Slightly-off-the-wall music-therapy continues at my job, & I think a good number of my customers R finally starting 2 Get It. Along with all my usual overplayed oldies hits, recent nites' playlists have included....
Todd Rundgren -- Dust in the Wind, I Saw the Light, Intro/Breathless, The Night the Carousel Burned Down, Saving Grace, Real Man, You Make Me Crazy, The Very Last Time, Song of the Viking, A Dream Goes on Forever, We Gotta Get You a Woman, Just One Victory, Couldn't I Just Tell You?, Bang the Drum All Day.
Carlene Carter -- Little Love Letter #1, Every Little Thing, Sweet Meant to Be, Little Love Letter #2, Heart is Right.
Brewer and Shipley -- One Toke Over the Line.
Christie -- Yellow River.
Jeff Lynne -- Every Little Thing.
Bruce Springsteen -- Rosalita.
Go-Go's -- Head Over Heels, You Thought, Forget That Day, Capture the Light, I'm With You.
Bangles -- If She Knew What She Wants, Let it Go, September Gurls, Angels Don't Fall in Love, Not Like You, Manic Monday, In a Different Light, Walk Like an Egyptian, Return Post, Hero Takes a Fall, Dover Beach, Going Down to Liverpool, Everything I Wanted.
Kate Bush -- This Woman's Work.
Pat Metheny -- Praise, The Search.
Van Morrison -- Caravan, Into the Mystic, Wild Night.
Neil Diamond -- Crunchy Granola Suite, Holly Holy, Soolaimon.
Gordon Lightfoot -- High and Dry, Canadian Railroad Trilogy, Summer Side of Life.
Bob Dylan -- One of Us Must Know.
Billy Joel -- All for Leyna, Traveling Prayer.
Jefferson Starship -- Find Your Way Back, All Nite Long, Fading Lady Light, Freedom at Point Zero, Save Your Love.
Blue Oyster Cult -- Astronomy (IMAGINOS version).
Dion -- Ruby Baby.
Chicago -- Critic's Choice, In Terms of Two.
Donovan -- Season of the Witch.
Fleetwood Mac -- The Green Manalishi.
Donna Summer -- I Love You, Heaven Knows.
Stones -- Worried About You, Waiting on a Friend.
Elton -- (Gotta Get a) Meal Ticket, Funeral for a Friend/Love Lies Bleeding, Teacher I Need You.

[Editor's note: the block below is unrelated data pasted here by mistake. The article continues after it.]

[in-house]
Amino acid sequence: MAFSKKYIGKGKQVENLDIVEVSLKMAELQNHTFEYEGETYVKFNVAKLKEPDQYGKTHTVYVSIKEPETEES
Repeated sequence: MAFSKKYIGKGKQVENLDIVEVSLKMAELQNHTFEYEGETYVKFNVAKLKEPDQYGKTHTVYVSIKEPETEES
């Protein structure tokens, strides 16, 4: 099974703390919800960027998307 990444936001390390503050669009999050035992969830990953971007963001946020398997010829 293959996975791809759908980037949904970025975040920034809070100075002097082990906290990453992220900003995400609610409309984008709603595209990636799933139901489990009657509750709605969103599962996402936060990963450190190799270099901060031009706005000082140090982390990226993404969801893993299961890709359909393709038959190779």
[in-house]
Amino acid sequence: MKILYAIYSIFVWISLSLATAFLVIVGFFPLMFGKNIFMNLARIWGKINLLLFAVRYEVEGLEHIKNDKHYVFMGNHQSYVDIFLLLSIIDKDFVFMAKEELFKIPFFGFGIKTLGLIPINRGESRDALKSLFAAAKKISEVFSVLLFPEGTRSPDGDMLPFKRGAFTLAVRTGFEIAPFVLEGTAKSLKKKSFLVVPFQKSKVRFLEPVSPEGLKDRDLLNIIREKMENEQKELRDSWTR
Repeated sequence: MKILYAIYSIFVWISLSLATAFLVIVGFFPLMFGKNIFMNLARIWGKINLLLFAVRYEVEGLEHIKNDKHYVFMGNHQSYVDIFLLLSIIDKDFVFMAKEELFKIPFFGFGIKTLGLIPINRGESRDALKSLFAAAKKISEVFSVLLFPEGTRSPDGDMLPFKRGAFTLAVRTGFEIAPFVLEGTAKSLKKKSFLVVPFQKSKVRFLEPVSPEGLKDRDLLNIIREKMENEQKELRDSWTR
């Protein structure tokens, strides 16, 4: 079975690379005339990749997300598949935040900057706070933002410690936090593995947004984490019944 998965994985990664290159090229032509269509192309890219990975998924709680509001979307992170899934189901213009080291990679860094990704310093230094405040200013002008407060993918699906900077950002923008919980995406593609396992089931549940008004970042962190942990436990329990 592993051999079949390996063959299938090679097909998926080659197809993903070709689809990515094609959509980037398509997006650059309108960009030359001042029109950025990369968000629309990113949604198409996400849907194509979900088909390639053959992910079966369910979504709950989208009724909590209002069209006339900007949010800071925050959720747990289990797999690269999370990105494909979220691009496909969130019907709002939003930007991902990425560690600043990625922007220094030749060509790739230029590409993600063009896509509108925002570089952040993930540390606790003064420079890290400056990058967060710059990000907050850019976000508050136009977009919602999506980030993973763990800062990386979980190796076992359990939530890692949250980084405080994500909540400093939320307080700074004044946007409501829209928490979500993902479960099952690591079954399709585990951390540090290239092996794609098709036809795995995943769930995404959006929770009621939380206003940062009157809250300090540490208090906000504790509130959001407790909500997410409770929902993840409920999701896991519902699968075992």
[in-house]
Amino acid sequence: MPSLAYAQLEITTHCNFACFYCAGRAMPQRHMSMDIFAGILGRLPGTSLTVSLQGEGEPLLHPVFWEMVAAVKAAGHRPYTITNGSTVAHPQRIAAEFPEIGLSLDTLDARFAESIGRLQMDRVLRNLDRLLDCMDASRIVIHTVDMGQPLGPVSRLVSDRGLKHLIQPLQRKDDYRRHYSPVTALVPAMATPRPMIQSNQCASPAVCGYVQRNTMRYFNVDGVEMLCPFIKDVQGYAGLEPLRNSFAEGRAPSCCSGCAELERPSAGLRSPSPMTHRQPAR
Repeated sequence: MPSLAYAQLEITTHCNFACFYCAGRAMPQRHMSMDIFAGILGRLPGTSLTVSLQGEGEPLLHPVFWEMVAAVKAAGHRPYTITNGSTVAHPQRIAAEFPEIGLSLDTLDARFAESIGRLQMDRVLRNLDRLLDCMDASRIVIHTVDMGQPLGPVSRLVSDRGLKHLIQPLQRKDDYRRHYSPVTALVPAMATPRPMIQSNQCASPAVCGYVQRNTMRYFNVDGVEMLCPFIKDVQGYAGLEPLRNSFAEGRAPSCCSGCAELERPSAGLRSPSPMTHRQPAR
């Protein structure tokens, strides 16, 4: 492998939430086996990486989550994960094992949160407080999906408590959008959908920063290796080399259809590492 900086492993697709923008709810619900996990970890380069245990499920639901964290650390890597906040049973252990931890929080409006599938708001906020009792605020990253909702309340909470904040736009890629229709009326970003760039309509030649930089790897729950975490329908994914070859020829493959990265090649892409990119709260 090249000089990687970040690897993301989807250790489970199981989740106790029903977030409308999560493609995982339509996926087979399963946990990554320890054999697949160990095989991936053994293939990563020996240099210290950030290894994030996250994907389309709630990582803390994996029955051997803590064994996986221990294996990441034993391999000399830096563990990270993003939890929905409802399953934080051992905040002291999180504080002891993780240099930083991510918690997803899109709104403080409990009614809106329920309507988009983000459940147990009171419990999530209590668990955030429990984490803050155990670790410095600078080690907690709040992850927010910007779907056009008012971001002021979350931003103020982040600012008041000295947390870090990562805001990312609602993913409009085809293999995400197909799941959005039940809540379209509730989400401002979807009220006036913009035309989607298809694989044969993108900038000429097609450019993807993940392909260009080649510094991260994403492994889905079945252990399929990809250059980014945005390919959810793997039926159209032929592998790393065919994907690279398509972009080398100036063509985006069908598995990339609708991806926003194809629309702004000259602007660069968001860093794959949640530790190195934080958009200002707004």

Dave Clark Five -- Catch Us if You Can, Any Way You Want It.
Crabby Appleton -- Go Back.
Beach Boys -- Trombone Dixie, Let's Go Away for Awhile, The Trader.
Boston -- My Destination, Can'tcha Say/Still in Love, Hollyann.
Pete Townshend -- Give Blood, A Little is Enough, North Country Girl, Prelude, Face Dances Part 2, Slit Skirts.
Waterboys -- A Life of Sundays.
Paul McCrane -- Dogs in the Yard.
Stories -- Darling, Love is in Motion, Hey France, Changes Have Begun, Top of the City, Circles, Words, Believe Me, Please Please, What Comes After.
Rollers -- Hello and Welcome Home, I Was Eleven, Stoned Houses #2, Washington's Birthday.
Mary-Chapin Carpenter -- Passionate Kisses, This Shirt.
Tricia Yearwood -- Wrong Side of Memphis.
B.J. Thomas -- Rock and Roll Lullabye.
Poco -- A Good Feeling to Know, Here We Go Again.
Queen -- Need Your Loving Tonight, I'm in Love With My Car, You're My Best Friend, '39, It's Late.
Linda Ronstadt -- Party Girl, How Do I Make You?, I Can't Let Go, Talking in the Dark.
Barbra Streisand (with Fanny) -- Stoney End.
Supertramp -- From Now On.
Steve Winwood -- Valerie.
John Lennon -- Stand By Me.
Bowie -- Suffragette City.
Roxy Music -- Over You, Same Old Scene, The Thrill of it All.
Manfred Mann's Earth Band -- For You, Heart on the Street, Stranded.
The Who -- Daily Records.
Tommy James & the Shondells -- Ball of Fire.
Genesis -- Like it or Not.
Rare Earth -- Under God's Light.
Bread -- Let Your Love Go, Look What You've Done, Truckin', Guitar Man, Been Too Long on the Road, Everything I Own, It Don't Matter to Me, Mother Freedom, Down on My Knees, Too Much Love.
.38 Special -- Caught Up in You, Chain Lightning.
Cyndi Lauper -- Money Changes Everything, When You Were Mine.
Bonnie Raitt -- I Can't Make You Love Me.
Paula Abdul -- Blowing Kisses in the Wind.
Travis Tritt -- T-R-O-U-B-L-E.
EnVogue -- Free Your Mind.
Boz Scaggs -- You've Got Some Imagination.
Journey -- Spaceman.
Bob Seger -- Feel Like a Number.
Cars -- Dangerous Type.
Heart -- Mistral Wind.
Clannad -- In Fortune's Hand.
Foreigner -- Do What You Like, Rev on the Red Line.
Crack the Sky -- Lighten Up McGraw (live).
Bram Tchaikovsky -- Let's Dance.
Jim Croce -- It Doesn't Have to be That Way.
Deborah Allen -- Baby I Lied.
Love -- You Set the Scene.
Albert Hammond -- I'm a Train, Names Tags Numbers and Labels.
Steve Tibbetts -- Ur, Three Primates, You and It.
Glass Moon -- Solsbury Hill.
REO -- Roll With the Changes, Blazing Your Own Trail Again.
ELO -- Twilight, The Way Life's Meant to Be.
Wigwam -- Bless Your Lucky Stars, Kite, Do or Die, Simple Human Kindness.
The Pop -- Go!
Golden Earring -- Snot Love in Spain.
Three Dog Night -- My Impersonal Life.
Suzanne Vega -- Small Blue Thing.
Pentangle -- Light Flight.
Jane Wiedlin -- Rush Hour.
Traffic -- Glad.
Mark Knopfler -- Going Home (Theme of the Local Hero).
Dream Academy -- Life in a Northern Town.
'Til Tuesday -- Maybe Monday.
Tracey Chapman -- Talkin' 'Bout a Revolution.